Главная Пять причин посетить Беларусь (англ.)


1.                Architectural heritage

      The architectural heritage of Belarus is unique. Some of the oldest architectural monuments of Belarus date back to the 12th Century. Christianity and different art trends have played their part in shaping the architecture of Belarus, with fine examples of Roman and Gothic, Baroque and Classic, Modern and Eclectic styles to be found across the country. Here you can find Orthodox and Catholic churches and medieval castles side-by-side.

   The most popular monuments of architecture include:

  •  The Nesvizh Palace (16th century), a UNESCO World Heritage site;
  •  The Mir Castle (16th century), a UNESCO World Heritage site and an outstanding example of defensive architecture;
  •  The Saint Sofia Cathedral in Polotsk, (11th - 18th centuries), one of three Ancient Orthodox churches devoted to Saint Sofia. (The two others are located in Kiev, Ukraine and Novgorod, Russia); 
  • The Saint Euphrosyne Saviour Church in Polotsk, an example of Ancient Orthodox architecture (1152-1161). Unique ancient frescos are still visible on its walls and columns  The
  • Lida Castle (14th – 15th century); and,
  • The Simon and Elena Church (Red Church) in Minsk, a neo-Gothic construction with modernist features (1908-1910)

2.                Nature

Belarus has a very green landscape. Natural vegetation covers 93% of the land and a third of all green landscape is forest.

28 types of trees can be found in Belarusian forests. They include pine, spruce, birch, oak, aspen and poplar.  

There are more than 30 000 lakes and rivers in Belarus. The large Polesye marshland is to be found in the south of the country along the Pripyat River.

Several areas of Belarus which contain unique landscape, rare plants and animal species have been designated as National Parks and Reserves. 

The most well-known of these are:

  • The Belavezha Forest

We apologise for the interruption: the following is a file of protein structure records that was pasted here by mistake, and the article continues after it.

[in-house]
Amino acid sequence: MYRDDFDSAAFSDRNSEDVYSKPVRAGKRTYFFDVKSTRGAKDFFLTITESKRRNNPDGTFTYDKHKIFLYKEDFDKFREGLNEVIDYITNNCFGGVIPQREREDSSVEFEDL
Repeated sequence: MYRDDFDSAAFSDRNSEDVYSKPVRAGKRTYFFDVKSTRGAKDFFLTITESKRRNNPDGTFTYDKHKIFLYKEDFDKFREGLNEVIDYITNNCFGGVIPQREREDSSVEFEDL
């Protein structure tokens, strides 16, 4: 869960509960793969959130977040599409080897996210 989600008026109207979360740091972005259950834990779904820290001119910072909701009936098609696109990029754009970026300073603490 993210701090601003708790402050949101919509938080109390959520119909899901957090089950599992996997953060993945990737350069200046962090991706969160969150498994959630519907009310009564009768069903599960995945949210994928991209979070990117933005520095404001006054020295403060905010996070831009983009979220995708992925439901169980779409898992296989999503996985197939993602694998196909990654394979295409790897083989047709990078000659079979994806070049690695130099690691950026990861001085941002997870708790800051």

UNESCO has granted this National Park World Heritage Site status. Belavezha Forest is home to many ancient oak trees dating back more than 500 years, as well as venerable ash, pine and fir trees. There are also significant animal and bird populations here, including the world’s largest population of the European bison and the Greater Spotted Eagle;
  • Berezina Biosphere Reserve
    This Reserve forms part of UNESCO’s Biosphere Reserves World Network. It is made up of forests, bogs, reservoirs and meadows. More than half of the known species of Belarusian flora can be found here. The Berezina River which runs through the Reserve entered our and French history as the river on which Napoleon fought his last major battle on his retreat from Russia in November 1812; 
  • Narach National Park
    The park is a recreational zone, popular with anglers for its large, well-stocked lakes. It is also famous for its natural springs and has 18 health resorts;
  • Braslav Lakes National Park 
    This National Park is famous for its unusual landscapes and terrain which were formed by an ancient glacier. It contains about 300 lakes of various sizes, forms, depth, composition, water transparency, flora and fauna, which are known as “the blue necklace” of Belarus; and, 
  • Pripyat National Park